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The conventions. Libya. The “47 percent” video and Romney’s shaken response to it. Ann Romney lecturing people on how lucky they are that someone as great as her husband is running. Lousy campaign finances. It sure looks as though the Romney campaign has plenty of reasons to start panicking, and is showing plenty of evidence that it is doing so. Should it be?

Objectively, the answer is probably not. The polls aren’t that bad for Romney, though they’ve been stubbornly stable. It’s possible that the campaigns’ internal polling is showing a race that is not as close, which would account more for the Romney campaign’s panicky behavior over the past few weeks. But that’s unknown to those of us on the outside. The economy is still not great, also.

But the reason for the panic is less about raw numbers, I think. The past few weeks have shown just how few cards Mitt Romney has to play. An attempt to try to go on the offensive on foreign policy received tremendous backlash from both sides of the aisle. According to TPM’s handy PollTracker, Romney is seen as greatly inferior to Obama on middle-class issues (no shocker), foreign policy (again no shocker, though in historical terms it sort of is), leadership and, by a narrow margin, is now seen as worse on the economy than President Obama. That’s right–the basket holding all of Mitt’s eggs is now busted too. The one thing they focused on, now not even an advantage of any sort. So, Romney isn’t completely cooked, but his current standing is hardly solid, and it’s hard to see from what angle he hits back at Obama. Almost all the intangibles favor the president. As for the tangibles–what, Romney’s supposed to get specific now? Can’t do it. In order to get back in the game, Romney has to make a move, but it’s unclear what that move would be. Obama could (and has) assailed Romney on his business record, his single term as governor, his policy commitments, his foreign policy, his middle-class focus, etc. Romney is at a disadvantage on each and every one of those areas. He can’t do damage control. And the fact that the economy is still bad clearly isn’t enough. We’re not at checkmate yet, but probably only a few moves away from it. There’s the panic.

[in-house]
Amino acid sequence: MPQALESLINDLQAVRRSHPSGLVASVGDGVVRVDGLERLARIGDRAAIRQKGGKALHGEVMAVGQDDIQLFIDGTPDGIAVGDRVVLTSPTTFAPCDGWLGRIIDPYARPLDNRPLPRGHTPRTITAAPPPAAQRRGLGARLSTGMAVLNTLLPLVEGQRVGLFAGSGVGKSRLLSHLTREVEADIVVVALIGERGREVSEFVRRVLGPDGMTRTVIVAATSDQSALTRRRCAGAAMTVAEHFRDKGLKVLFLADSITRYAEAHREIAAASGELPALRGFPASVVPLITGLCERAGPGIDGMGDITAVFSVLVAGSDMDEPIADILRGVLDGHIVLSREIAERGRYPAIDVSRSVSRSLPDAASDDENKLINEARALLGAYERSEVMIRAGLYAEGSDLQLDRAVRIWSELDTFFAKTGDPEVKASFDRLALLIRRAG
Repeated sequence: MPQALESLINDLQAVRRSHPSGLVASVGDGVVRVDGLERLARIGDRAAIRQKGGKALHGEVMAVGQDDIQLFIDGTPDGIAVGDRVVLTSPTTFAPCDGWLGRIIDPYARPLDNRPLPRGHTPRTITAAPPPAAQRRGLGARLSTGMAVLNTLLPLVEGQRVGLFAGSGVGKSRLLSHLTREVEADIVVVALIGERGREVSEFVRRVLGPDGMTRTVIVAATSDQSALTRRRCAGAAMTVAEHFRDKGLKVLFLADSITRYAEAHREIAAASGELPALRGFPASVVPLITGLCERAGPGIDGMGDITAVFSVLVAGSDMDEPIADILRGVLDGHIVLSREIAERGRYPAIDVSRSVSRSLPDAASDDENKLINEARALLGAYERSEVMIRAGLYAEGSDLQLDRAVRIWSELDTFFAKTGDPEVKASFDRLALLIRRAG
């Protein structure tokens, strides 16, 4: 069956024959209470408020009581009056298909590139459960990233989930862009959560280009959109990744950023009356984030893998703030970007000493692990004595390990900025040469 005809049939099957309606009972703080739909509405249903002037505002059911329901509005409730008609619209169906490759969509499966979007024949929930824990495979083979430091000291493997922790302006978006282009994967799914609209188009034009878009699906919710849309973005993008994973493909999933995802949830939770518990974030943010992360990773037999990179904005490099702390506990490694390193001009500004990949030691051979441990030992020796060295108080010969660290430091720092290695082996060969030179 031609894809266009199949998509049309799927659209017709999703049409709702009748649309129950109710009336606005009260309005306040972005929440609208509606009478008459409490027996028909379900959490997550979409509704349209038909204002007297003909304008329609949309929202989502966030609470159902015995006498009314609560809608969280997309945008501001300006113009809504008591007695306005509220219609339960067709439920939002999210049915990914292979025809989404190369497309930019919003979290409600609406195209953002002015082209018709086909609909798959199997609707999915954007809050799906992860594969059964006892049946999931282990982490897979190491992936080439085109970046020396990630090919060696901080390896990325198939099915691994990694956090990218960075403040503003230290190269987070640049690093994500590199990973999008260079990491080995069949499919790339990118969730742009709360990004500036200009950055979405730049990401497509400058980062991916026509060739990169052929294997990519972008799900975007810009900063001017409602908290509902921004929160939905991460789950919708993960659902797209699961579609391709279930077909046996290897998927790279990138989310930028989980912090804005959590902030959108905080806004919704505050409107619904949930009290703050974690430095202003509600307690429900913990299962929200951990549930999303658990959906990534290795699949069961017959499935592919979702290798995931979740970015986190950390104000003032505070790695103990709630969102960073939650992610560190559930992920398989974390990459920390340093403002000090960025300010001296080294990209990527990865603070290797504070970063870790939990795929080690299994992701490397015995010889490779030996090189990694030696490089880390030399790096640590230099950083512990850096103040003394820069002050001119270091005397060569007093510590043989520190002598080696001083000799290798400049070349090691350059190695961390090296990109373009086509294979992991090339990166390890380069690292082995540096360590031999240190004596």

What this election reminds me of, oddly, is the Wisconsin recall election this year, with Romney as the Democrats and Obama (ironically) as Scott Walker. Walker won because Democrats didn’t have a candidate or a firm plan at the outset, so they wound up nominating the guy Walker beat earlier who floundered before losing. They misread the electorate’s legitimate distaste for Walker’s politics as a desire to boot him out in favor of just about anyone, and the Walker referendum failed. Romney again had one single issue that he thought would be enough to topple a weak, unpopular leader. Only, as with Walker, that one issue turned out not to be enough to unseat a leader with a fairly strong base of support and a public inclined to view the recall as e. If anything, Romney’s campaign had fewer handicaps than the Recall effort by its process had. They had years to introduce their guy to the voters, to build up his image, to portray him as a spiritual man with old-fashioned values who just loved America so much. Instead, they decided that just being so goddamn angry at Obama all the time was enough, and a much more better fit for a candidate who has never shown much comfort with public authenticity. The Romney campaign’s inability to present Mitt Romney to the public is an incredible failure on the part of people who should have known better. At no point did they make an attempt to define Romney from the ground-up, showing how where he came from and what he did contributed to who he is, what his values are, and what he wants to do. The studied vagueness of Romney allowed him to get through the primaries with less friction than would otherwise have been the case, but it came with a price. Romney now doesn’t have the foundation that, say, a George W. Bush or a Barack Obama had. Obama’s life story drew considerable interest in 2007/8, showing where he came from, what he did, how those things affected his values and made him the person he is today, and what you can expect from him. Bush’s did that too, though it omitted quite a bit of his history from the pitch. Romney…didn’t do that, probably because a lot of that stuff would be hard to explain, probably because he’s not comfortable with explaining it, possibly just out of survival instinct (if he truly believes that 47% stuff). Maybe because they figured that the public was fed up with Obama and they didn’t need to. But now they’re the man who built his house on the sand in the old children’s nursery rhyme from Sunday School. No sense of who Mitt is means no sense of how he’ll lead, and given that Obama isn’t seen as a complete failure, it means they’re out of ammo when the last round of zombies are coming. A fatal error, and to the extent that strategy was adopted because of Romney’s own issues, it’s on the candidate himself.

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